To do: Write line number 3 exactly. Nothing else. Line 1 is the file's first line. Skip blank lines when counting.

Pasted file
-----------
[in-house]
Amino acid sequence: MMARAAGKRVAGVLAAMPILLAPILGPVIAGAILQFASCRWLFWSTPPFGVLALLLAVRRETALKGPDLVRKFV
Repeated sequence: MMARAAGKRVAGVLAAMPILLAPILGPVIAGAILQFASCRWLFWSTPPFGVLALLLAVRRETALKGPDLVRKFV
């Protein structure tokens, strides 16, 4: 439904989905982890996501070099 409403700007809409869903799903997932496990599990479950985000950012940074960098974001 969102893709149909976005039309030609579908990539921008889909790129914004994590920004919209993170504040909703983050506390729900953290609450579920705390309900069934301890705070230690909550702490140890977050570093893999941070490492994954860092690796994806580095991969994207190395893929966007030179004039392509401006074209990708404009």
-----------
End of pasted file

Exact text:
Repeated sequence: MMARAAGKRVAGVLAAMPILLAPILGPVIAGAILQFASCRWLFWSTPPFGVLALLLAVRRETALKGPDLVRKFV